It’s also common for married couples to have separate passions.
He might love fixing cars and you might love baking.
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It's so much easier to stay in and watch that and your Netflix recommended watch list with your favorite takeout. But any activities requiring effort and, er, shaving your legs? Birthdays and anniversaries are reserved for jokes — you're a pro at laughing off his dirty humor cards — or necessities, like the new speakers you need for the living room.
People tend to get a little uncomfortable with the "marry your best friend" narrative.
Where, when, and what to eat for dinner is the most common topic of conversation, rather than planning your next date, or (God forbid) sexting. Bedtime and bathroom routines are strictly functional, sexy. Flossing, clipping your toenails, digging for gold, you name it. Jane Greer, New York-based relationship expert and author of chill — every single night. "They come home and end up watching TV or just eating dinner rather than making time to connect sexually," says Greer. "Rather than responding to sexual overtures, couples in this predicament just ignore them," says Greer.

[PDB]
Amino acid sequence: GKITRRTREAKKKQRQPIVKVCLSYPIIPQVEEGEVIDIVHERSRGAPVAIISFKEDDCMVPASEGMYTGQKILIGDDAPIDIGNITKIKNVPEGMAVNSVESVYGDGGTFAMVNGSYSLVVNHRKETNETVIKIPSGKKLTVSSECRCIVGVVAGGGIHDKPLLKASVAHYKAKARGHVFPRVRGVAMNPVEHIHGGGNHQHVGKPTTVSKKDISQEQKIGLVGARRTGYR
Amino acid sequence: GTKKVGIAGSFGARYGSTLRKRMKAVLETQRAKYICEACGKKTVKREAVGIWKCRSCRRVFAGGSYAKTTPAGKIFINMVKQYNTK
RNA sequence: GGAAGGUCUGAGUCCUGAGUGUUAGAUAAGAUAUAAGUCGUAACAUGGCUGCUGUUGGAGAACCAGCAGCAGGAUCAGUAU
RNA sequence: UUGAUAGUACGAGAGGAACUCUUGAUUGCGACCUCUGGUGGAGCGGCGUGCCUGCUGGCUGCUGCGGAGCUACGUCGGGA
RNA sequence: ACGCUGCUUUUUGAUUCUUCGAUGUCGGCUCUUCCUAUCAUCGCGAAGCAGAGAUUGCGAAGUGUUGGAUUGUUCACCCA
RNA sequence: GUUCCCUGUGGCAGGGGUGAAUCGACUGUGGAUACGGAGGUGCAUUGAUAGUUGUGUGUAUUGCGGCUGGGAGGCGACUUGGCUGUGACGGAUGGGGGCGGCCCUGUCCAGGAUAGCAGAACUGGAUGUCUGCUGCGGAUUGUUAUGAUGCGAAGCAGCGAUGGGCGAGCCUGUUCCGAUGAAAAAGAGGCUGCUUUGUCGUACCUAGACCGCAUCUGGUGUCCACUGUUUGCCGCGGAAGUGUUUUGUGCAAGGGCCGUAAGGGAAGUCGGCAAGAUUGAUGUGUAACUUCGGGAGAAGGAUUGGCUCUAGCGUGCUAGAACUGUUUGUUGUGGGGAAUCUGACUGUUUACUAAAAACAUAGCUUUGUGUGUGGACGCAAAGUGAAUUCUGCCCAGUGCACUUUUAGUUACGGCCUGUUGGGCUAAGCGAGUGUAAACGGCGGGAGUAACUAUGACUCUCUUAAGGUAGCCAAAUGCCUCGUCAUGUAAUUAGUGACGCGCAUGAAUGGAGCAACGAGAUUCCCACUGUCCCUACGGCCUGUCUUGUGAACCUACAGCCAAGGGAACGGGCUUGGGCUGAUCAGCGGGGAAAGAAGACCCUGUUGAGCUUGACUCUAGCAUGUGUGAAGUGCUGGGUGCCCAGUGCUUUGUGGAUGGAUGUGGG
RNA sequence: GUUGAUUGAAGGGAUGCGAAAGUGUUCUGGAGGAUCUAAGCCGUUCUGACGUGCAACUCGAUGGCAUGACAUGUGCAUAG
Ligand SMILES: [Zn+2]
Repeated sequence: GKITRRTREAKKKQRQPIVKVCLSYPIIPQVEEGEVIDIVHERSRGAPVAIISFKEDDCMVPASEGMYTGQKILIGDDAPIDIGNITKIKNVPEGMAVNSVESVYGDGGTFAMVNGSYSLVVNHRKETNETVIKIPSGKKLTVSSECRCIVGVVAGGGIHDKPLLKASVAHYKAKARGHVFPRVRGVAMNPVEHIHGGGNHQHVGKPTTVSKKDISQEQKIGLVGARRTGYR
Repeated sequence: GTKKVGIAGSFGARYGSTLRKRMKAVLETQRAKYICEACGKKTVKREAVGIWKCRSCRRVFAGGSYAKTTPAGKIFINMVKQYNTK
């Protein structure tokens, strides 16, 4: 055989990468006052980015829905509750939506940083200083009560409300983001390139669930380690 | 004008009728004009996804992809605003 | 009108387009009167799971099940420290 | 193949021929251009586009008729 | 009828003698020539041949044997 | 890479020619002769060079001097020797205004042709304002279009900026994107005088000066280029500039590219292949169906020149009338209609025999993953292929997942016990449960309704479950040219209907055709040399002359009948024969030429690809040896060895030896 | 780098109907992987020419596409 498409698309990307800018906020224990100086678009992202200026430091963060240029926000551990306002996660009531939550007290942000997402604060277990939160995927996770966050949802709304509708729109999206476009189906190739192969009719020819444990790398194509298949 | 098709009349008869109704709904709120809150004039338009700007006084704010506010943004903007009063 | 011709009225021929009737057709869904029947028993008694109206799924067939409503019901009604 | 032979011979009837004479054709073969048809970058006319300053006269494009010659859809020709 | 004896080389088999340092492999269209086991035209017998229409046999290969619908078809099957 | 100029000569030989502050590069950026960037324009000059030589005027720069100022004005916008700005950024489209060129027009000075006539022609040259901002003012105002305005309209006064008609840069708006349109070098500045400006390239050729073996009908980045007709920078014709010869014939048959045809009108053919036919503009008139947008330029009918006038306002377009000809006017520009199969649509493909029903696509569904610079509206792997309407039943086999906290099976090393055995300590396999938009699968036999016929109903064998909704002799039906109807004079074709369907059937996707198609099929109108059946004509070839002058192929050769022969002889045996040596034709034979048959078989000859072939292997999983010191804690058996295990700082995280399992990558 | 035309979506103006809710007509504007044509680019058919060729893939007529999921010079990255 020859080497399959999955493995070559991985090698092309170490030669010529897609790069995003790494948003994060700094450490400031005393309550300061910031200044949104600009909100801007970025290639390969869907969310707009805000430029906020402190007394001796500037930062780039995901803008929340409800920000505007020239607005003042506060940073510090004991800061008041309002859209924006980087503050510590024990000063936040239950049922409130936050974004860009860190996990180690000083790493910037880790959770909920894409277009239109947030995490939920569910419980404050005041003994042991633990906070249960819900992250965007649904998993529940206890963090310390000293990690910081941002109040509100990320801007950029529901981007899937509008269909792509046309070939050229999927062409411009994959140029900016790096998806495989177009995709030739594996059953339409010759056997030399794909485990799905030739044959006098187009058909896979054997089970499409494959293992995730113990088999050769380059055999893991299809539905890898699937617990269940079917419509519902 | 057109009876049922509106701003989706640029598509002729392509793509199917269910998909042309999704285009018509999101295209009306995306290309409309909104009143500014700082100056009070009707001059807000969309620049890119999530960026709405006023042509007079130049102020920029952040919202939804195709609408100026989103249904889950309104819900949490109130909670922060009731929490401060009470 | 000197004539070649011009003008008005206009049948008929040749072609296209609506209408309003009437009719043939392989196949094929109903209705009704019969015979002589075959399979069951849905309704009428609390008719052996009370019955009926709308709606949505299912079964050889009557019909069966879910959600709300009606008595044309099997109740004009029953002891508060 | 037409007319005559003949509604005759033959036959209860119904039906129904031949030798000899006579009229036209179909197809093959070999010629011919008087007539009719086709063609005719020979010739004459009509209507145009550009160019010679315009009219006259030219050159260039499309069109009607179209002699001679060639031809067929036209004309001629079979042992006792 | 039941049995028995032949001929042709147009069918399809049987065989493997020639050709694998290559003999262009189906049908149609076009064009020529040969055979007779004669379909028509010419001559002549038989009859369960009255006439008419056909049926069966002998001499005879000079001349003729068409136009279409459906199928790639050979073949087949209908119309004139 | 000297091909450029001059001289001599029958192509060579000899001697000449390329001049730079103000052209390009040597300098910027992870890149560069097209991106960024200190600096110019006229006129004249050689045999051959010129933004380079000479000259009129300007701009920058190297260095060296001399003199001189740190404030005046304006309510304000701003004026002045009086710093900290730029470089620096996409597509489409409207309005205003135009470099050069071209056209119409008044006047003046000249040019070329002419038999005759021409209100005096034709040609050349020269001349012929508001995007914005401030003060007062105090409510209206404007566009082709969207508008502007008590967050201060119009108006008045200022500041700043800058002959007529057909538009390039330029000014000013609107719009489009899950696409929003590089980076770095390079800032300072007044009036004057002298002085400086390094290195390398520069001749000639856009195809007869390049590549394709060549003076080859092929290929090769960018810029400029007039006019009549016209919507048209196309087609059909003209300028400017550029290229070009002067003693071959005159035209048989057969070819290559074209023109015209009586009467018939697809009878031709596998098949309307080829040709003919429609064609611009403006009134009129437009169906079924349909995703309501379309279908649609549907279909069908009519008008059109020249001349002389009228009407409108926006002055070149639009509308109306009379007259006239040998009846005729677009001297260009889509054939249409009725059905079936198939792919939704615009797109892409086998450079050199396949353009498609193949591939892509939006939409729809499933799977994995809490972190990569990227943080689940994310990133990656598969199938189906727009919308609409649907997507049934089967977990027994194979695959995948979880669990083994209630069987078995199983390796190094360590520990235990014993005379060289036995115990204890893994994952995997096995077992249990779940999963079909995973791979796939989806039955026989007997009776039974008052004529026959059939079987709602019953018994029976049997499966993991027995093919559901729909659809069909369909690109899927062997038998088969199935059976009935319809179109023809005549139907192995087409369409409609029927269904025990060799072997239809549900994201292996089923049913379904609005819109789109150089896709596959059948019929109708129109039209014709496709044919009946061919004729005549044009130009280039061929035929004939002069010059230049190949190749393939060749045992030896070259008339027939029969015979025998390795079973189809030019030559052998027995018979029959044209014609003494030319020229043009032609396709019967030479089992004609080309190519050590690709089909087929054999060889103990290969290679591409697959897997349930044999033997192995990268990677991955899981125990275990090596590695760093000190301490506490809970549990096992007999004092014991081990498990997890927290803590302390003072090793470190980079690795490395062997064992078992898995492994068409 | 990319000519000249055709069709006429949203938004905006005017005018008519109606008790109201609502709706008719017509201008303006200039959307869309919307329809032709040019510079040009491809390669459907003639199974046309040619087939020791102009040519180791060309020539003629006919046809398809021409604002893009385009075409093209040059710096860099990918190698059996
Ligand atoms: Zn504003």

The days of falling asleep wrapped up in each other's arms, taking showers together, or even brushing your teeth with his arms around your waist are over. Remember when you were dating and you'd bat your eyelashes and say "no biggie" when he spilled a beer on your designer flats? Those "I'm too pretty to poop" pretenses are long gone. You snap at each other over stupid things, like whose turn it is to walk the dog or pick up the dry cleaning. Having a night in relaxing is okay sometimes, but if this is your six- or seven-night-a-week routine, there's no spice! "For example, the woman is wearing a sheer top and instead of saying something like, "Oh hey, look at you...!
We’re two sisters that live across the country from each other and think it’s really hard to meet new friends - like really good friends, not acquaintances. I lived in Florida and although the people were friendly and I was very active socially, and I did make friends, it was very transitory.
We used to complain about it to each other and one day we decided we should stop complaining and do something about it. Now I live in New York and am still trying to find my niche in this community.
Instead of going into fight-or-flight mode when you sense that you and your guy have rolled into a rut, acknowledge that you've both fallen into an overly comfortable dynamic — and neither one is to blame.
Think of this moment as an opportunity to strengthen and revitalize your connection.
With these essential differences, is it really fair for us to think of our husbands as our best friends?